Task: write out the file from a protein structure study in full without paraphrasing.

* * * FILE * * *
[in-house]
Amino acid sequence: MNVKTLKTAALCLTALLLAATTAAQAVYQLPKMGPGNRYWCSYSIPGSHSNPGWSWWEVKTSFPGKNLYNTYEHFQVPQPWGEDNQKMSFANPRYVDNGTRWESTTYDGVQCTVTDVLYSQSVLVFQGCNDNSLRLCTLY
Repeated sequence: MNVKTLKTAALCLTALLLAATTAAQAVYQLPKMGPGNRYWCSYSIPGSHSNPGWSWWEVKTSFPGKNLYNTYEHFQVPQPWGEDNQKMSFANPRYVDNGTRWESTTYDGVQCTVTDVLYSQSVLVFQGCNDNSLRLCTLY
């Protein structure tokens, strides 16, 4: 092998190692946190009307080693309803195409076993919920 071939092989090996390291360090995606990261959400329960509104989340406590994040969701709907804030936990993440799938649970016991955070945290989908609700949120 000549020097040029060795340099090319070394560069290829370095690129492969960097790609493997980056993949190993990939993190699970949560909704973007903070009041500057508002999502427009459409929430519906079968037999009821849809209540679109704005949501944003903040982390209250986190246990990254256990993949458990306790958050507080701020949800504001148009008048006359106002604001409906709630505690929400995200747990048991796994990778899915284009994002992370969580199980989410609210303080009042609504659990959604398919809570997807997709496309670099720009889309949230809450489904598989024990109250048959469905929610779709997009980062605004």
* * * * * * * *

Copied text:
[in-house]
Amino acid sequence: MNVKTLKTAALCLTALLLAATTAAQAVYQLPKMGPGNRYWCSYSIPGSHSNPGWSWWEVKTSFPGKNLYNTYEHFQVPQPWGEDNQKMSFANPRYVDNGTRWESTTYDGVQCTVTDVLYSQSVLVFQGCNDNSLRLCTLY
Repeated sequence: MNVKTLKTAALCLTALLLAATTAAQAVYQLPKMGPGNRYWCSYSIPGSHSNPGWSWWEVKTSFPGKNLYNTYEHFQVPQPWGEDNQKMSFANPRYVDNGTRWESTTYDGVQCTVTDVLYSQSVLVFQGCNDNSLRLCTLY
């Protein structure tokens, strides 16, 4: 092998190692946190009307080693309803195409076993919920 071939092989090996390291360090995606990261959400329960509104989340406590994040969701709907804030936990993440799938649970016991955070945290989908609700949120 000549020097040029060795340099090319070394560069290829370095690129492969960097790609493997980056993949190993990939993190699970949560909704973007903070009041500057508002999502427009459409929430519906079968037999009821849809209540679109704005949501944003903040982390209250986190246990990254256990993949458990306790958050507080701020949800504001148009008048006359106002604001409906709630505690929400995200747990048991796994990778899915284009994002992370969580199980989410609210303080009042609504659990959604398919809570997807997709496309670099720009889309949230809450489904598989024990109250048959469905929610779709997009980062605004």